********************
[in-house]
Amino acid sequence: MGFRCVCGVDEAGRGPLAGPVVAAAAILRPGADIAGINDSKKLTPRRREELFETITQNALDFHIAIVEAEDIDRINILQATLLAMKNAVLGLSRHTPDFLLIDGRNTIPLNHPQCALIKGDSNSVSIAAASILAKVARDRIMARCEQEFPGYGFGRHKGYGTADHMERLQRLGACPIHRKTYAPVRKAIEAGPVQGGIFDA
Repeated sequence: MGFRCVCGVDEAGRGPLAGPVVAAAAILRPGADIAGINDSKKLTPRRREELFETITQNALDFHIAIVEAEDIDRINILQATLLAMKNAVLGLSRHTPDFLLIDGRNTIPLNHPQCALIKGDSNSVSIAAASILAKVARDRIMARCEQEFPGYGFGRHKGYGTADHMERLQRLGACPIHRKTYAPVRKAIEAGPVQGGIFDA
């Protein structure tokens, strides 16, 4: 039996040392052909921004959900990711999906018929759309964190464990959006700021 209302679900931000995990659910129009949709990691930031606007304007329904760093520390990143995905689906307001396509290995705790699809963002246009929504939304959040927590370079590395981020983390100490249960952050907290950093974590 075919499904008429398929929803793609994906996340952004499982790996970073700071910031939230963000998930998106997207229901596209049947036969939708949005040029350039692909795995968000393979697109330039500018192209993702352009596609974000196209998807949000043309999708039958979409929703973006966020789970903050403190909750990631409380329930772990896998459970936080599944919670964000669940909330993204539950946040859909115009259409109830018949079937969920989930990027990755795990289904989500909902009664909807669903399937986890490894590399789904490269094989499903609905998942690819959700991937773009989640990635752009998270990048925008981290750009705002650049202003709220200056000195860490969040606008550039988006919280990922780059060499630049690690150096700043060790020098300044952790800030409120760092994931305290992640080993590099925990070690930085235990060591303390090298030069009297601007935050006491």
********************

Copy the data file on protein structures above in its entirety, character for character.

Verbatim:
[in-house]
Amino acid sequence: MGFRCVCGVDEAGRGPLAGPVVAAAAILRPGADIAGINDSKKLTPRRREELFETITQNALDFHIAIVEAEDIDRINILQATLLAMKNAVLGLSRHTPDFLLIDGRNTIPLNHPQCALIKGDSNSVSIAAASILAKVARDRIMARCEQEFPGYGFGRHKGYGTADHMERLQRLGACPIHRKTYAPVRKAIEAGPVQGGIFDA
Repeated sequence: MGFRCVCGVDEAGRGPLAGPVVAAAAILRPGADIAGINDSKKLTPRRREELFETITQNALDFHIAIVEAEDIDRINILQATLLAMKNAVLGLSRHTPDFLLIDGRNTIPLNHPQCALIKGDSNSVSIAAASILAKVARDRIMARCEQEFPGYGFGRHKGYGTADHMERLQRLGACPIHRKTYAPVRKAIEAGPVQGGIFDA
């Protein structure tokens, strides 16, 4: 039996040392052909921004959900990711999906018929759309964190464990959006700021 209302679900931000995990659910129009949709990691930031606007304007329904760093520390990143995905689906307001396509290995705790699809963002246009929504939304959040927590370079590395981020983390100490249960952050907290950093974590 075919499904008429398929929803793609994906996340952004499982790996970073700071910031939230963000998930998106997207229901596209049947036969939708949005040029350039692909795995968000393979697109330039500018192209993702352009596609974000196209998807949000043309999708039958979409929703973006966020789970903050403190909750990631409380329930772990896998459970936080599944919670964000669940909330993204539950946040859909115009259409109830018949079937969920989930990027990755795990289904989500909902009664909807669903399937986890490894590399789904490269094989499903609905998942690819959700991937773009989640990635752009998270990048925008981290750009705002650049202003709220200056000195860490969040606008550039988006919280990922780059060499630049690690150096700043060790020098300044952790800030409120760092994931305290992640080993590099925990070690930085235990060591303390090298030069009297601007935050006491």